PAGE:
Except for the clear stretch of a quarter of a mile near the school, the ascending switchbacks made for dangerous passing. His options were to pull off and join the picnic or step on the gas, look casual and keep on going.

Everlast, trying to look like a tourist in a hurry to get to some scenery, flashed his lights, signaled for a turn and pulled out to pass. The two cars lined up passing the school, the senior citizen in the sedan giving him some cover, but not enough to spoil the view. The dandelions were high in the school lawn; a week of rain had shot them up well past the grass. Summertime and the livin’ was easy. Everlast estimated the maintenance man had not been here to mow for at least three weeks. A rusted merry-go-round with oak seats teetered on its pivot in a gravel play yard. This was it.

Half a mile further on, Everlast took the first downhill fork and circled back to rejoin the switchback, park and come in close on foot. He fished his service revolver from the glove compartment to lay it on the seat at his side. You never knew.

Concrete block construction and white clapboard siding starting to peel, the building was not more than a few years old. It was a single story building with a punched out metal weather vane someone had liked in a catalog stuck atop a colonial cupola. Patent awning window units were cranked shut against sudden weather.  Throughout their freelance gumshoe work there had been an increasing fear of getting caught and scolded like naughty boys. Quigley had stated the obvious one day in a deep depression. "If we win this one, we’re heroes, but if they catch on to us before we have some concrete evidence, we’re going to look like complete assholes. "Talk about blowing cover - having some high octane legal talent descend on their activities with a peace warrant, a cease and desist order - was infrequent. The game was still on, but it was a game only so long as their prey played bythe same rules they did and didn’t pull the panic lever. He had not complained to the authorities about the tail they had stuck on him, as any innocent citizen would. Champion, Everlast and Quigley viewed that as an admission. Hunter and hunted were playing by the same rules and neither was going to let the grownups know what was happening. A tacit admission of guilt. Quigley’s distrust of lawyers was deep and abiding. It was shared though not to as great an extent by Champion and Everlast. The Canadians had a different system. Over there, a cop didn’t have to read a suspect his rights, he didn’t have any. On paper at least. Things were different in practice Quigley knew, but the Mounties had a freer hand in day-to-day operations. Not so here. And they were here—all three of them. As far as American jurisprudence was concerned, Champion and Everlast were tourists—no hot pursuit—and poking their noses into the private lives of citizens. Quigley had a rough and ready respect for the forms of civilized society. Lawyers were the errand boys of the Establishment, and the Police were its muscle, and he was damned if he was going to let months of grunt work go to waste. They knew the kid was their mark, it all came down to the question of who was going to give out first. Champion, Everlast and Quigley had the iron wills and unwavering attention spans of policemen born. They were in this for the long run. But if it came to iron wills versus brass balls, a nosy lawyer could really mess things up for their investigation. If the word was whispered into the right ears in the corridors of power whence came their salary checks, mileage and uniform allowances, they could conceivably all be back at barracks doing grounds patrol and waiting on a panel of inquiry.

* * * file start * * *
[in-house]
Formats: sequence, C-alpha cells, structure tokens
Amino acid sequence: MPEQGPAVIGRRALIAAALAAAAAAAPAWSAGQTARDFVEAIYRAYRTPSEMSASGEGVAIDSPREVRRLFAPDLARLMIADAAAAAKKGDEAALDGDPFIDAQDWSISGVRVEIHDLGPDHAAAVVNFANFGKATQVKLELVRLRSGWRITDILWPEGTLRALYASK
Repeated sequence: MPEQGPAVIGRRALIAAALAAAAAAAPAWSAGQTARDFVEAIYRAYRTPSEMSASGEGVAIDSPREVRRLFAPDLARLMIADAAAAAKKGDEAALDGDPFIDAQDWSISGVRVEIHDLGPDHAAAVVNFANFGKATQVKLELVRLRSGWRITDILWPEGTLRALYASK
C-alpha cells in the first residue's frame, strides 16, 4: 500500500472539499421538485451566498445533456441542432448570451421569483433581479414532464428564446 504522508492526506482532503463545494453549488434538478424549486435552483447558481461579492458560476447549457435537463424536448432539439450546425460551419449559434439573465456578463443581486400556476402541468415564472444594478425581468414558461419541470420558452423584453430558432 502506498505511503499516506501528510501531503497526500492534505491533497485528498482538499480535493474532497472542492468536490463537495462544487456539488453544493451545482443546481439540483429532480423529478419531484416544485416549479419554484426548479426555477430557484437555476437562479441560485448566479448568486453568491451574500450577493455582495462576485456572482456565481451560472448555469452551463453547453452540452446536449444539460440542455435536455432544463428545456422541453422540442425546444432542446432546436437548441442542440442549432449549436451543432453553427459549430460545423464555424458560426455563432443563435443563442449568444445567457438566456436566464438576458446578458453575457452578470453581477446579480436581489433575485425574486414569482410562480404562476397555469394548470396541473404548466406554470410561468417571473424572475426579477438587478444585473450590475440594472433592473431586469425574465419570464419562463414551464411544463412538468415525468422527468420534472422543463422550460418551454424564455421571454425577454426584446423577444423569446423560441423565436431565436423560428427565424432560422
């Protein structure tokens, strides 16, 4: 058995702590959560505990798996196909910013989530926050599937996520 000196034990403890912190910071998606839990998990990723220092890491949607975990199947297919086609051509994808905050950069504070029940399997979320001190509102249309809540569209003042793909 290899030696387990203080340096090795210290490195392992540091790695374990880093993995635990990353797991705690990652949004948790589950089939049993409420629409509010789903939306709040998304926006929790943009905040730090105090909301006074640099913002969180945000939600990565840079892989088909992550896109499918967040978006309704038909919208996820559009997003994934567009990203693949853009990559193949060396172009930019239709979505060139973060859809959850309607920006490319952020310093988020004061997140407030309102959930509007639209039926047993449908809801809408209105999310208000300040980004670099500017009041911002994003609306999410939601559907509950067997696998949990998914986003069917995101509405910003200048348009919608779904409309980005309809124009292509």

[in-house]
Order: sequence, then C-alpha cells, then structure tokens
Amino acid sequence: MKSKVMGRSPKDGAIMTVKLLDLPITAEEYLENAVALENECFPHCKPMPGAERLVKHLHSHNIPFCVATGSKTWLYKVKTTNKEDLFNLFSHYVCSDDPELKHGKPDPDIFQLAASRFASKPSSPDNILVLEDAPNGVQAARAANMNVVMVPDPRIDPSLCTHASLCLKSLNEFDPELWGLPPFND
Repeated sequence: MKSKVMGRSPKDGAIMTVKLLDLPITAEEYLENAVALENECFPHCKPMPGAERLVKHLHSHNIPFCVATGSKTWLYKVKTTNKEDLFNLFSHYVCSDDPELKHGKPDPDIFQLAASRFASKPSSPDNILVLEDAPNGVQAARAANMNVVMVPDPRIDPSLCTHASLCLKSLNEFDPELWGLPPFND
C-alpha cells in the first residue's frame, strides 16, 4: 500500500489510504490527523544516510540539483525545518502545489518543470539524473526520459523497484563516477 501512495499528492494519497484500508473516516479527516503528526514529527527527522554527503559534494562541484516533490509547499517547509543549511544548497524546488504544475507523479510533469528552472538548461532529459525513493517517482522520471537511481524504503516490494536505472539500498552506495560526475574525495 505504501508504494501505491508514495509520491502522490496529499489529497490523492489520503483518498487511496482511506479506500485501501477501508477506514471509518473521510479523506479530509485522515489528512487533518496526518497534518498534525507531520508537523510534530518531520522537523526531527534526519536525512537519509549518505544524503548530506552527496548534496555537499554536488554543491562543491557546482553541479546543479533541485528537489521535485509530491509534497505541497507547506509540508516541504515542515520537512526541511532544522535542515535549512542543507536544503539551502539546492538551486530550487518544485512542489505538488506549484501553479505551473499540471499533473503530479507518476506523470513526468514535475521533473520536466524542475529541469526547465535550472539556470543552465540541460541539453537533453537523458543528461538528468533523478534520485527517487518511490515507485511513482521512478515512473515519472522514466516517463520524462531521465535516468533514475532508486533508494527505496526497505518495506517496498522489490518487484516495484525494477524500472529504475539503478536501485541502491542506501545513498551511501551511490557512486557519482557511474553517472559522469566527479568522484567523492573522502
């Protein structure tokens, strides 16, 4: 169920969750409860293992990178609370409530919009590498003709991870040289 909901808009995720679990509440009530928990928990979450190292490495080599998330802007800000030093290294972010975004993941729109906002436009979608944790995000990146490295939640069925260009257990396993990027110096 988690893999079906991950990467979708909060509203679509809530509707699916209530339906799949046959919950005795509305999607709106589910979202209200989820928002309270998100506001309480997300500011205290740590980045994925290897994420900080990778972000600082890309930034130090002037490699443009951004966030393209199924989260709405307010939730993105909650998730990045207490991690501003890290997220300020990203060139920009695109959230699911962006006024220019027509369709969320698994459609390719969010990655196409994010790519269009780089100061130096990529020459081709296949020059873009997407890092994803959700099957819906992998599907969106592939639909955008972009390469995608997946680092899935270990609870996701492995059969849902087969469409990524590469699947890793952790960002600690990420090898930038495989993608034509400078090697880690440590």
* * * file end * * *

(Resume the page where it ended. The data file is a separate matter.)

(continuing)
Everlast’s nose pulled up short as the restraining web of his seat belt grabbed his belly, the shoulder harness crushing his chest. He had been doing 80 kilometers per hour, about the legal speed, and coming around a blind corner where the road ahead was obscured by a tight turn and a rock escarpment too near the highway for the builders to blast, piled into a car parked - parked! God damn it! —right in the fucking road. In fractional milliseconds, the pliant webbing of Everlast’s restraining harness stretched not enough to help crushing his chest, driving the jagged edges of several broken ribs into his right lung. There was a concussion too, as his head punched out the safety windshield, starring it in a snowflake pattern. And a bloody nose, his only external bleeding. In the moment of recognition before the impact, Everlast had the flash of Ozzie jumping from Harriet’s Celebrity. They had picked up on his tail. They had seen him gunning by the school and set up a roadblock. He carried the realization with him into a short period of unconsciousness with red, furry edges.

Oswaldo felt a sudden thrill of fear chasing down his back as he jumped from the car dragging the folding chair he had gone back to retrieve. He stopped to savor it. This was it. The time of resolution, forced upon them by this one foolish act—a childish act of spite done without any regard for its consequences. Too late now to ask why he had left the car in the road. He had been blindly taunting them with his innocence, why had he become so outraged when they had picked up the challenge, risen to the bait and moved in after him? Had it been a shadow of malice hovering over them when Harriet and he had planned this picnic? A weekend getaway. A drive in the country. It had been boyish mischief that made him prepare a decoy for the titillation of the watchers. He sat that morning in the hours of dawn while Harriet slumbered on, meticulously packing a shoe box with a discarded pair of sneakers. He packed them in tightly with wadded tissue and newspaper; then sealed the box with a cruciform of many windings of wide, silvery duct tape. Ozzie had made no great display of carrying the wrapped package of sneakers to the car. But he had been uncharacteristically open in his actions, let them make of it what they would. After packing their picnic gear, the styrofoam bait cooler, thermos bottles, blankets, hamper and the two folding aluminum beach chairs snugly against one another in the back seat, he returned to the house for the final package. This he made a small but significant display of wedging in the wheel well of the trunk along with their spare tire. That should give them something to think about.